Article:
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Can a X2 polypropylene film capacitor be used for dc smoothing at the output of a bridge rectifier? I want to use this capacitor at the input of a power factor correction circuit with a switching frequency of 130 kHz. This is the capacitor I want to use https://datasheet.lcsc.com/lcsc/1806081834_KEMET-PHE840MB6470MB16R17_C183568.pdf
The mains supply is 240Vrms. The capacitor I am asking about is the one labelled C105 and C106 enter image description here

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  • \$\begingroup\$ Do you have one in mind in particular? I mean, there may be some that aren't that good and nobody likes giving fully generic answers in case someone brings out an X2 capacitor that is good for AC and surge removal but is (somehow) awful as a smoother. So, pick a capacitor and link its data sheet. \$\endgroup\$
    – Andy aka
    Dec 31, 2021 at 15:34
  • \$\begingroup\$ Well it will smooth as well (or badly) as its value suggests, and probably be larger and more expensive than the alternatives. \$\endgroup\$ Dec 31, 2021 at 16:00
  • \$\begingroup\$ This is the capacitor i want to use datasheet.lcsc.com/lcsc/… \$\endgroup\$
    – p_karis
    Dec 31, 2021 at 17:03
  • \$\begingroup\$ Please provide a schematic or block diagram of your circuit. Typically when people say "smoothing at the output of a bridge rectifier" they are talking about using very large capacitors to minimize 100 Hz or 120 Hz ripple. Large capacitors are needed for this, typically. But you also mention power factor correction running at 130 kHz. So I really am not sure what you are trying to do. \$\endgroup\$
    – mkeith
    Dec 31, 2021 at 18:34
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    \$\begingroup\$ I have shown the circuit above \$\endgroup\$
    – p_karis
    Dec 31, 2021 at 18:56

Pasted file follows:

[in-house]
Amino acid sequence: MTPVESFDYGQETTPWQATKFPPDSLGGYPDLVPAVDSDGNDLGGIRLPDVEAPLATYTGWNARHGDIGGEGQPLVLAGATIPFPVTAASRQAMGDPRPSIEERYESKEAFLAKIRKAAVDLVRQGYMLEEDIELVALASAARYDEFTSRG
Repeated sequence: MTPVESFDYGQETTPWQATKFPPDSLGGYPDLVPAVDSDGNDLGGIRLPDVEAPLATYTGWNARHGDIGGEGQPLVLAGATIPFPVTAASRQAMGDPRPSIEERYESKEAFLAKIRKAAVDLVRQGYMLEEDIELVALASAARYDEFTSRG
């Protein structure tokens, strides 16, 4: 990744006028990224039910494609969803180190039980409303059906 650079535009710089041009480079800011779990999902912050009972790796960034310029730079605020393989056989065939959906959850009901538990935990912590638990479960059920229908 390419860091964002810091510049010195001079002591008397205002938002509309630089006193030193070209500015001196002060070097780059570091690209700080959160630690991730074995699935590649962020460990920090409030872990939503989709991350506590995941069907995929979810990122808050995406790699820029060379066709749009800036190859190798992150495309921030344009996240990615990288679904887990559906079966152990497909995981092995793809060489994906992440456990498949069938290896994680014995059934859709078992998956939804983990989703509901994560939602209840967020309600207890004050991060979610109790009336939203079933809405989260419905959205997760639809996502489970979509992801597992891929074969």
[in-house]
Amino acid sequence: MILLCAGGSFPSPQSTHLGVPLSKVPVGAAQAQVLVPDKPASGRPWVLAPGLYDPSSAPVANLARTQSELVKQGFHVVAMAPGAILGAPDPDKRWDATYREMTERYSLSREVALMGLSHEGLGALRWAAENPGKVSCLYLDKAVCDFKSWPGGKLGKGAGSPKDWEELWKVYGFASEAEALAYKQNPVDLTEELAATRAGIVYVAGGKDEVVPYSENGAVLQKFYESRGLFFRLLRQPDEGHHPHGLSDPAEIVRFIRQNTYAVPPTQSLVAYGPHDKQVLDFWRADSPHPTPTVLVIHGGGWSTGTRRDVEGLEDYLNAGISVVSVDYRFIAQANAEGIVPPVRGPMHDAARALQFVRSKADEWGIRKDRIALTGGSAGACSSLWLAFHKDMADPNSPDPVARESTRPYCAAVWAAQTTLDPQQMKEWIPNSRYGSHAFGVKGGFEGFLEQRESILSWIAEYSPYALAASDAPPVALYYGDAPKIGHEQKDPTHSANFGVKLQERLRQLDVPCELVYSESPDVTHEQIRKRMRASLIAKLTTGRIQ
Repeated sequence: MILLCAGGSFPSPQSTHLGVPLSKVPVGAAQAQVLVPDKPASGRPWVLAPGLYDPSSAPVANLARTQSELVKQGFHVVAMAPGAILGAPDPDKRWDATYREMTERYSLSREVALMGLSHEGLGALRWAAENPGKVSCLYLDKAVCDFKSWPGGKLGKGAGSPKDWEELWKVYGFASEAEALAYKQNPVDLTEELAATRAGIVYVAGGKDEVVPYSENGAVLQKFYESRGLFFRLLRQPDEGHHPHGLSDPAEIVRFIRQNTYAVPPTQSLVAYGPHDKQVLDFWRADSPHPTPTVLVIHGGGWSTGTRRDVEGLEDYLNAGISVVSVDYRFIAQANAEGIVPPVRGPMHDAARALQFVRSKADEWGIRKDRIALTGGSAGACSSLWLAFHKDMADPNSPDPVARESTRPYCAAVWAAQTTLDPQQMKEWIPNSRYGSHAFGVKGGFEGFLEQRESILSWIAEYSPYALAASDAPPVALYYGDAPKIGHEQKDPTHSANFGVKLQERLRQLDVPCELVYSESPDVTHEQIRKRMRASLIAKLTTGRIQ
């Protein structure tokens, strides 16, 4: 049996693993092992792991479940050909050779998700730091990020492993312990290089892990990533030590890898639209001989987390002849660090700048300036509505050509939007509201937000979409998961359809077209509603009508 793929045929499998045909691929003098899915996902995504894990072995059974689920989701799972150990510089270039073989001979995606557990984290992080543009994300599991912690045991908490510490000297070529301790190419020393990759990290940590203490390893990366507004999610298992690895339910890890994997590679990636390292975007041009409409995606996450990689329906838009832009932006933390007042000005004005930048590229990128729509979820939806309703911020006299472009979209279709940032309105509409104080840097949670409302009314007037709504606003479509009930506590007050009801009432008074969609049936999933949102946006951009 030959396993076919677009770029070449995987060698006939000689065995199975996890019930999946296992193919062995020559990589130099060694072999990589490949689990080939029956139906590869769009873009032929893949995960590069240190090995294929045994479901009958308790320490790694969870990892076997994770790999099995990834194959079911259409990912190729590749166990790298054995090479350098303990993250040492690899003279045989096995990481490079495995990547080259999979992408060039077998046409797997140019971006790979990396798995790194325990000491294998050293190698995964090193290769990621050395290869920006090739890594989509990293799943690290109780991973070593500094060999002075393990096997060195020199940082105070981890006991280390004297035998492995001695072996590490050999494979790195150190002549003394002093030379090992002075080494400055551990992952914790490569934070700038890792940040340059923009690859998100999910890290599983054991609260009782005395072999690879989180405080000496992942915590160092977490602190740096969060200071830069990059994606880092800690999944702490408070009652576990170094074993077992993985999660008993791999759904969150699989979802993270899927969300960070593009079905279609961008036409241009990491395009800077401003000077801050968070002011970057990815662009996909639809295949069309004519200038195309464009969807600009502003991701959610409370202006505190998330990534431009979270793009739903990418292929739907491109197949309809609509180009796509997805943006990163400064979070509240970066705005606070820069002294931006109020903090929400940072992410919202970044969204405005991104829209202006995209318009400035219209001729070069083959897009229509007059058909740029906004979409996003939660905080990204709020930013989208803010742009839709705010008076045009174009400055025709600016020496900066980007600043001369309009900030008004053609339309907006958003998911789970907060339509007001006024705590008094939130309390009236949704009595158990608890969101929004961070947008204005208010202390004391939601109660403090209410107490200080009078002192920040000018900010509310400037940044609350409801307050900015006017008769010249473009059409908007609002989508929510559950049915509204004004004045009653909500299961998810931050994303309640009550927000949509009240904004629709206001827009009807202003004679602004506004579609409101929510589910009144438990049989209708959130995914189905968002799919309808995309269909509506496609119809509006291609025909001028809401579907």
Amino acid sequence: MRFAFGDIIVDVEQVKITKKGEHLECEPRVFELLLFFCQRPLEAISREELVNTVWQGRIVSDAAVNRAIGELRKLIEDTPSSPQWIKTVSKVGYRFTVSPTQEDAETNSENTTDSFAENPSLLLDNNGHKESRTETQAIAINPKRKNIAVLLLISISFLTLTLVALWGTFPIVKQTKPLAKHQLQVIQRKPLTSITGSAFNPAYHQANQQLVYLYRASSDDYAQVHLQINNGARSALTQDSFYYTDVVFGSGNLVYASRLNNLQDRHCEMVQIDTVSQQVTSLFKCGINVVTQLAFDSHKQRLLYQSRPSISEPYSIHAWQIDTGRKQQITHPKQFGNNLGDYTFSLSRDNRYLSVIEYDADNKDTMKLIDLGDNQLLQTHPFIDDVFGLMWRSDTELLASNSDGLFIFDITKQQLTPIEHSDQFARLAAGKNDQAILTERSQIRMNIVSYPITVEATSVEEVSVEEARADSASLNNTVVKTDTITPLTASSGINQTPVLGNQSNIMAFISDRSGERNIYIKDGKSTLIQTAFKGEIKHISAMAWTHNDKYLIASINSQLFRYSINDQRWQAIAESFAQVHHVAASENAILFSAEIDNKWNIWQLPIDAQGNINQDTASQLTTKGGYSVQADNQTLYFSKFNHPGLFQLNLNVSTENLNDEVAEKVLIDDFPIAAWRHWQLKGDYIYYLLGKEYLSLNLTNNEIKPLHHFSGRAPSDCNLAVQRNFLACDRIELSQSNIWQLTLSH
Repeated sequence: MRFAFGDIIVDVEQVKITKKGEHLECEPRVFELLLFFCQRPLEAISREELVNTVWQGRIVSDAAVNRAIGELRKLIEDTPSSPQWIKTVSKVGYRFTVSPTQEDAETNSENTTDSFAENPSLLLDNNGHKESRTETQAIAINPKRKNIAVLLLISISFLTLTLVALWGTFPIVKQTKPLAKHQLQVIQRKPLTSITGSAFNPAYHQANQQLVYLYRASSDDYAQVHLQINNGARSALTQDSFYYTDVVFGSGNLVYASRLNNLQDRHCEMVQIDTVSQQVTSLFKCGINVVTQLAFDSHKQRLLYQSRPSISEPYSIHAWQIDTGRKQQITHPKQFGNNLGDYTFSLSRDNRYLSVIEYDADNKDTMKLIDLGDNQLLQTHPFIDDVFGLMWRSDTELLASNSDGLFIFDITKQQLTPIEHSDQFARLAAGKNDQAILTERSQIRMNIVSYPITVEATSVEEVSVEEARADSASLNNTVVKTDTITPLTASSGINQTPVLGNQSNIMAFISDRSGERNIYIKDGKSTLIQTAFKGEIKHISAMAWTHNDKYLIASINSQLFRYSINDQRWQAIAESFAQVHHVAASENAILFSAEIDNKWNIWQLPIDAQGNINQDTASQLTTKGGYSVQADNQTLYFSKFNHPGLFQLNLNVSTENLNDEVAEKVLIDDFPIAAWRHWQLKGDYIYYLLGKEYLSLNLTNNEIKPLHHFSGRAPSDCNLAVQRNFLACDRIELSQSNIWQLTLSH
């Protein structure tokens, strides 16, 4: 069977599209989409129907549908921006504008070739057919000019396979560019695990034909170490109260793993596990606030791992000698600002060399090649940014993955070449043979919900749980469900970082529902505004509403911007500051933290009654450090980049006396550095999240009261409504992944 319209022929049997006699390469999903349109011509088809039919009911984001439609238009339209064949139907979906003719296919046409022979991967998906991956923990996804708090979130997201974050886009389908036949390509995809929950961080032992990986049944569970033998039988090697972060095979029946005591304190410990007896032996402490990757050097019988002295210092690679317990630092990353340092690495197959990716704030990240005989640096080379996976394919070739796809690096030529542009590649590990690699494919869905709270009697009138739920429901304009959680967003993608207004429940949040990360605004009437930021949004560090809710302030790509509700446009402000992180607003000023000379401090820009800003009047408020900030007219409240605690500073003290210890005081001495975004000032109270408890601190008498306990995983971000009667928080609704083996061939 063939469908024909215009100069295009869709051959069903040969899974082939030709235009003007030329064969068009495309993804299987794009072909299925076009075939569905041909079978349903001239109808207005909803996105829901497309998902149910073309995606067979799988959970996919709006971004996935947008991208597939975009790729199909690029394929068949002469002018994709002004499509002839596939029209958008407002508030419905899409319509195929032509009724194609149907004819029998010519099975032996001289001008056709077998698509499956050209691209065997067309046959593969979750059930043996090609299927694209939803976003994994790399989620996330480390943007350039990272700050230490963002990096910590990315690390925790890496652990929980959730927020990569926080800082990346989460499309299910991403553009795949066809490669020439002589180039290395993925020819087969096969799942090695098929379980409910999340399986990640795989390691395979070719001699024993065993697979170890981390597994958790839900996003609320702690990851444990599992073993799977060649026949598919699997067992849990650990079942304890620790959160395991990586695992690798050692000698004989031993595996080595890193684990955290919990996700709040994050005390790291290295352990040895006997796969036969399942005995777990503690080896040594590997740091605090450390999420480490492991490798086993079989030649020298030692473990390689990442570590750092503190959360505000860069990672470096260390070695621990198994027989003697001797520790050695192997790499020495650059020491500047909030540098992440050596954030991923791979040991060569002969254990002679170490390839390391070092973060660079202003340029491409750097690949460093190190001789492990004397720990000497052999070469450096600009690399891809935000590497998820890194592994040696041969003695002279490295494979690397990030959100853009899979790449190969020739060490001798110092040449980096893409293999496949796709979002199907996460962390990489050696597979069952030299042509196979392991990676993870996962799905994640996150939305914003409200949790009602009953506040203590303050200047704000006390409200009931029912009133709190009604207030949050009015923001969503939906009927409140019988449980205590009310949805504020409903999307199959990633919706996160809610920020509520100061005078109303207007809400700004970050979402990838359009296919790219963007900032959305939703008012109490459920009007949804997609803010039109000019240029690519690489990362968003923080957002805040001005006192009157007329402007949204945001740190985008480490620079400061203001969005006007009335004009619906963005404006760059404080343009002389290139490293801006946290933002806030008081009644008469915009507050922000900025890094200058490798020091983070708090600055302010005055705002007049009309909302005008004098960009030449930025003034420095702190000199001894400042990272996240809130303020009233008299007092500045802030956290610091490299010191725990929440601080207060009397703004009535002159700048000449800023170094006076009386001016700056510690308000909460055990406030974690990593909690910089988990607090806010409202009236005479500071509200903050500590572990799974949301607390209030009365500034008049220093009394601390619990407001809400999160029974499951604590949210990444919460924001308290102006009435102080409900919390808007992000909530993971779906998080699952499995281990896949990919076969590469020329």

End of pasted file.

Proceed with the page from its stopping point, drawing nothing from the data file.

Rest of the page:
3 Answers 3

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Yes they can and you have the benefit that if they fail they should fail short causing an over-current trip upstream (breaker/fuse/monitor).

You however might not be able to realise the same capacitance per unit volume as such capacitors are designed for high transients and as such have high spacing internally, which reduces the overall capacitance as capacitance is proportional to plate separation.

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  • \$\begingroup\$ Are they as good at filtering as electrolytic and ceramic capacitors? \$\endgroup\$
    – p_karis
    Dec 31, 2021 at 18:22
  • \$\begingroup\$ in their own way yes. I only use film ( eg MKP series vishay.com/docs/26015/mkp1848cdclink.pdf) but that is because I can't use electrolytics. You obviously need larger volume (and count) to realise the same capacitance then if you were to use Electrolytics so it is a tradeoff as to whether you want to use fewer electrolytics or high number of film. Sometimes you do not have a choice, say temperature extremes \$\endgroup\$
    – user16222
    Dec 31, 2021 at 18:25
  • \$\begingroup\$ does the film capacitors affect the power factor correction when used at the input of a boost PFC circuit? \$\endgroup\$
    – p_karis
    Dec 31, 2021 at 22:12
  • \$\begingroup\$ Film/ceramic/electrolytic ... The dielectric technology needs to be picked based upon their pros and cons. You need capacitance, that is 100%. How much and where (pre Vs post) depends what you are trying todo as each serves a purpose. google.com/url?sa=t&source=web&rct=j&url=https://… \$\endgroup\$